Latest Posts

Tuesday's New York Times Arts section fronts L.A.-based reporter Edward Wyatt's "More Questions of Accuracy Raised About ABC Mini-Series on 9/11 Prelude."



When not forced to compete with primetime broadcast football (NBC's "Sunday Night Football"), ABC's "The Path to 9-11" bested the competition on Monday, the second day of the two-part series. Reports Drudge:


Following up his performance on “Democracy Now” as reported by NewsBusters, James Meigs, the Editor-in-Chief of Popular Mechanics, penned a great op-ed that was published in Tuesday’s New York Post (hat tip to American Thinker). Meigs comically began (emphasis mine):

ON Feb. 7, 2005, I became a member of the Bush/Halliburton/Zionist/CIA/New World Order/Illuminati conspiracy for world domination. That day, Popular Mechanics, the magazine I edit, hit newsstands with a story debunking 9/11 conspiracy theories. Within hours, the online community of 9/11 conspiracy buffs - which calls itself the "9/11 Truth Movement" - was aflame with wild fantasies about me, my staff and the article we had published. Conspiracy Web sites labeled Popular Mechanics a "CIA front organization" and compared us to Nazis and war criminals.

Makes one wonder what these folks think about Tim “The Toolman” Taylor! After discussing the various conspiracy theorists, including but not limited to the folks at “Loose Change,” Meigs continued (emphasis mine):



Yesterday Matt Lauer treated Hillary Clinton with kid gloves but on this morning's Today, Bush, once again, got the hostile treatment from Lauer. However in this morning's portion of Lauer's long interview with the President, Bush stepped up, even calling Matt out for trying to "justify" the Democratic position.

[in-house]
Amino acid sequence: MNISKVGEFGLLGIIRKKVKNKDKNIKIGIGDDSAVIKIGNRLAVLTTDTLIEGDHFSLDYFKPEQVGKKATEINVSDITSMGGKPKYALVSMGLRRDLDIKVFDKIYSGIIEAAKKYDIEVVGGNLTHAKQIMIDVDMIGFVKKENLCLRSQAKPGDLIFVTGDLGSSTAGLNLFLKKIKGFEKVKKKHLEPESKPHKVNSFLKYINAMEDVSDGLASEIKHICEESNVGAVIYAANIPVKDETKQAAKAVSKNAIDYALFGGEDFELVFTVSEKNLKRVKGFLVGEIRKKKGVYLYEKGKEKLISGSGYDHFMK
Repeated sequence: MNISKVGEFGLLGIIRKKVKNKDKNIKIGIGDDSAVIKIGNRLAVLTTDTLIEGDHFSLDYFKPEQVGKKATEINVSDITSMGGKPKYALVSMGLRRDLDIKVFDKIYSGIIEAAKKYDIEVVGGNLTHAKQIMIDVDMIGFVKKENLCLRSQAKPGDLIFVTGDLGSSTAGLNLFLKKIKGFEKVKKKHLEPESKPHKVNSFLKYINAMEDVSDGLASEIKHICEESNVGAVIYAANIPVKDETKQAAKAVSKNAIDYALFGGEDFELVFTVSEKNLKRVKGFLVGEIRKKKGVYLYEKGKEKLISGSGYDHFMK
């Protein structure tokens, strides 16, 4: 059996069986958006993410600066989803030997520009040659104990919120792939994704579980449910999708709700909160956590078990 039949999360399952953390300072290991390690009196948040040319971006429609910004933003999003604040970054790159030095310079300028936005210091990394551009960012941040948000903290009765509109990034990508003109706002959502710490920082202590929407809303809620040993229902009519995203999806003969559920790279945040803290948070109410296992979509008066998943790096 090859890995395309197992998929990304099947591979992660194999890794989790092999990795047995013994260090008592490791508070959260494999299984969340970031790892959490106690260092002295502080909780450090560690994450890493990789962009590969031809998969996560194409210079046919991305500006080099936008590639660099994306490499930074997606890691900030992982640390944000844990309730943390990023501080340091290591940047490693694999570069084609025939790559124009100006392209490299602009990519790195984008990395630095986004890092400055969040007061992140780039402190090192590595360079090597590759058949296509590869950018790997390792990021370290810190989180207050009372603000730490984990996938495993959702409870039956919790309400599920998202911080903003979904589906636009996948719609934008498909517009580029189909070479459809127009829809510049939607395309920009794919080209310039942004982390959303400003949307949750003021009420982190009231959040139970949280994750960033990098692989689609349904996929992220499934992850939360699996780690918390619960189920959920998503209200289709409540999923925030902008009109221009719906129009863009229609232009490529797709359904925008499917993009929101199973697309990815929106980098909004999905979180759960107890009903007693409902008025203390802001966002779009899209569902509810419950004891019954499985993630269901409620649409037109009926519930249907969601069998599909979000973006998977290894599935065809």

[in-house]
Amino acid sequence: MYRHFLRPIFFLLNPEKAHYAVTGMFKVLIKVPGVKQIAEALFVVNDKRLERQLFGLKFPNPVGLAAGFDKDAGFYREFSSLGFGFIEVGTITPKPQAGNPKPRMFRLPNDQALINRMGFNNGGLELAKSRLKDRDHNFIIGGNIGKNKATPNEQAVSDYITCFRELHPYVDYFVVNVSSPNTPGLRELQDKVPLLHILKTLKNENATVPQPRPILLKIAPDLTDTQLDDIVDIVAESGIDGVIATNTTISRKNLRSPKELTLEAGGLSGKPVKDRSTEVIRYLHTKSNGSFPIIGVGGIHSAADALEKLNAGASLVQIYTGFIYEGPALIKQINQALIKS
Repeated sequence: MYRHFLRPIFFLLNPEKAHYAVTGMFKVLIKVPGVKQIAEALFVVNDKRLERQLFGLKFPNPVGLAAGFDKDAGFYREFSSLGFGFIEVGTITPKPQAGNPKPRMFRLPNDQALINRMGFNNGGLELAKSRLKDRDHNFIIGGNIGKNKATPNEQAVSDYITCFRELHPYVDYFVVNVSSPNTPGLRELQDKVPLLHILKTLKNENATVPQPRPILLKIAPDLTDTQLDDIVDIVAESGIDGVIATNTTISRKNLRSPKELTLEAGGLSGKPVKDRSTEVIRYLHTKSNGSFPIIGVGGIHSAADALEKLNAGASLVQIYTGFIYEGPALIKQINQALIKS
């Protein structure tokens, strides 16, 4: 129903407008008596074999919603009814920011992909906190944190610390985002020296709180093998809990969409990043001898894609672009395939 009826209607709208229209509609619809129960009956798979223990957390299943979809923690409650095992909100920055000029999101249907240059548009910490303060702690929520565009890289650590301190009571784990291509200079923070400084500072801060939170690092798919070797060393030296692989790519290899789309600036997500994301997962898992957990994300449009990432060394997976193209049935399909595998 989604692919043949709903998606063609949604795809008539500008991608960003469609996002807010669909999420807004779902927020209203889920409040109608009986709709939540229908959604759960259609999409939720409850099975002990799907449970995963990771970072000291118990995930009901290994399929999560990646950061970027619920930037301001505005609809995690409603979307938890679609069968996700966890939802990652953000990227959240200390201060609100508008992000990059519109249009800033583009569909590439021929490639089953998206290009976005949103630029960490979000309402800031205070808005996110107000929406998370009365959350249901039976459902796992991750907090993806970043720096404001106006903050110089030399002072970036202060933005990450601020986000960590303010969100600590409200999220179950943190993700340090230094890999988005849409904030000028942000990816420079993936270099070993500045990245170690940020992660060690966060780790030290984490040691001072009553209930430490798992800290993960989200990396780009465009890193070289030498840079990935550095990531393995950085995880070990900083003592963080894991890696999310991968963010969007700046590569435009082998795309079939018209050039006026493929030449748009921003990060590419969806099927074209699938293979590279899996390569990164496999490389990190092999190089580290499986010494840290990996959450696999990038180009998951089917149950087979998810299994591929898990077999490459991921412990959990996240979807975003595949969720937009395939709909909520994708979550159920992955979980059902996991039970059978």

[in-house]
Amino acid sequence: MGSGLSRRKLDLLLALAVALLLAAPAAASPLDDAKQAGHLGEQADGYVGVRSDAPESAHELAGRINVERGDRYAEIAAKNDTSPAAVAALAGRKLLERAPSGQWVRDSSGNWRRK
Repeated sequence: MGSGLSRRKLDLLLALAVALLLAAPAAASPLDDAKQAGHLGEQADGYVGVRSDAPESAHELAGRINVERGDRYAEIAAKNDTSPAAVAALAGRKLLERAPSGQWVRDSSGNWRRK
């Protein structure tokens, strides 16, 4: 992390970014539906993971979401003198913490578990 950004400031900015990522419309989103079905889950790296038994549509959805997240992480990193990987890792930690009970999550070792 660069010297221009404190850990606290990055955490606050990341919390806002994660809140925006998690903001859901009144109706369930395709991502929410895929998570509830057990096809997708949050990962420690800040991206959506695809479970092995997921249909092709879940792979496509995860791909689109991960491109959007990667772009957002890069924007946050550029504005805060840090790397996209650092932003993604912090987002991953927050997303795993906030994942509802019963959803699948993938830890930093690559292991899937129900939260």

Reports NY Daily News:
Former President Bill Clinton said yesterday that his administration had thwarted a number of large-scale terror attacks but acknowledged its efforts were "not enough" to prevent the horror of 9/11.

Clinton would not comment directly on the ABC miniseries that began airing Sunday that suggests he was soft on Al Qaeda, but he said yesterday that his administration stopped other attacks similar to 9/11.



Starter topic: Why did so many left-wing blogs, dependant on free speech themselves, want the government to force ABC not to air "Path to 9/11?" Ann Althouse's answer: "It's too late to decide to attack bin Laden, so let's attack this TV show."


Washington Post "staff writer" Sally Quinn -- better known as the wife of the retired longtime WashPost Executive Editor Ben Bradlee -- lamented on the front of Tuesday's Style section that Katie Couric is battling sexism in the media culture: "The buzz about Katie Couric has an oddly familiar ring to me.



On this morning's Today show NBC's Matt Lauer and Kelly O'Donnell advanced the Democratic Party's whine, er, line that Bush was politicizing 9/11. Lauer opened this morning's Today: "The politics of 9/11. President Bush makes a prime time speech calling for vigilance in the war on terror but some Democrats cry foul....Democrats are furious saying that he used the anniversary of 9/11 for political purposes."



As reported by NewsBuster Brad Wilmouth here, Keith Olbermann on Monday’s “Countdown” was in full attack mode on America’s president. Now, some might cynically say that he does this every evening, and they might have a point. However, yesterday was the fifth anniversary of the 9/11 attacks, and Olbermann’s behavior was disgraceful.



Julie Chen and Wonkette

Back in July, Time magazine elevated left-liberal blogger Ana Marie Cox, better known as Wonkette, to Washington editor of their online site, Time.com. Cox, whose background includes stints at Mother Jones and The American Prospect, had built her reputation, and audience, with occasionally witty, constantly snarky and generally profane commentary on the sex lives of Washington residents.



In 2003, the New York Times editorialized against the CBS decision to yank its personal-attack film "The Reagans" and said conservatives "helped create the Soviet-style chill embedded in the idea that we, as a nation, will not allow critical portrayals of one of our own recent leaders."